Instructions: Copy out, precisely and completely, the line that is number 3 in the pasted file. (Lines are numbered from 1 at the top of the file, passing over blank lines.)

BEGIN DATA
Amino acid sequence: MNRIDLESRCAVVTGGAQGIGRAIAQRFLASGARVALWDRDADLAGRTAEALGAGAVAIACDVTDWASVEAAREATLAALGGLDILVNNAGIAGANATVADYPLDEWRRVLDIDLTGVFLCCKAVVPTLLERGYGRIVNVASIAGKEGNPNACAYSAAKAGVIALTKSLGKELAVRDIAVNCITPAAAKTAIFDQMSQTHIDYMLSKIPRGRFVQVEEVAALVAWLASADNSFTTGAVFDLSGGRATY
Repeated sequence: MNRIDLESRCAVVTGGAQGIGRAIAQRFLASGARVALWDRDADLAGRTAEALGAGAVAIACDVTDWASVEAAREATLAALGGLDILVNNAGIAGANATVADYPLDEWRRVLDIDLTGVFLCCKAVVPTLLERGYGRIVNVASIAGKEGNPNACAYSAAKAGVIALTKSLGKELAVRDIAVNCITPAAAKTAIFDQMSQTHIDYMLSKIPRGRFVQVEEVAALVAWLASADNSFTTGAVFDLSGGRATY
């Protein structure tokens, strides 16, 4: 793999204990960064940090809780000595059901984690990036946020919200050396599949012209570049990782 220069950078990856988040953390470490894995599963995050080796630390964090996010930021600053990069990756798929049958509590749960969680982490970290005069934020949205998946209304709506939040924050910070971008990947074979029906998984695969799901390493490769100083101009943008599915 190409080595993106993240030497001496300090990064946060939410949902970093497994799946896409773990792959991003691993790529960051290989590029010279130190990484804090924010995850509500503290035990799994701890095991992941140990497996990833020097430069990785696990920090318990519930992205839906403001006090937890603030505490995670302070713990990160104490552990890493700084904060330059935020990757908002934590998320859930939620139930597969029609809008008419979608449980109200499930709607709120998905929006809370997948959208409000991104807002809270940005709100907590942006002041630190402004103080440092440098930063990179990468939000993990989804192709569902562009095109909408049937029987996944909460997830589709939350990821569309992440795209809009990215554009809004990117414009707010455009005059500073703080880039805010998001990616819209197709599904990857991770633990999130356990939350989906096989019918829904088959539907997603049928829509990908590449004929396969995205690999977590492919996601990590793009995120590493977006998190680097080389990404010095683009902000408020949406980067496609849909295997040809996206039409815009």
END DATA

């Protein structure tokens, strides 16, 4: 793999204990960064940090809780000595059901984690990036946020919200050396599949012209570049990782 220069950078990856988040953390470490894995599963995050080796630390964090996010930021600053990069990756798929049958509590749960969680982490970290005069934020949205998946209304709506939040924050910070971008990947074979029906998984695969799901390493490769100083101009943008599915 190409080595993106993240030497001496300090990064946060939410949902970093497994799946896409773990792959991003691993790529960051290989590029010279130190990484804090924010995850509500503290035990799994701890095991992941140990497996990833020097430069990785696990920090318990519930992205839906403001006090937890603030505490995670302070713990990160104490552990890493700084904060330059935020990757908002934590998320859930939620139930597969029609809008008419979608449980109200499930709607709120998905929006809370997948959208409000991104807002809270940005709100907590942006002041630190402004103080440092440098930063990179990468939000993990989804192709569902562009095109909408049937029987996944909460997830589709939350990821569309992440795209809009990215554009809004990117414009707010455009005059500073703080880039805010998001990616819209197709599904990857991770633990999130356990939350989906096989019918829904088959539907997603049928829509990908590449004929396969995205690999977590492919996601990590793009995120590493977006998190680097080389990404010095683009902000408020949406980067496609849909295997040809996206039409815009």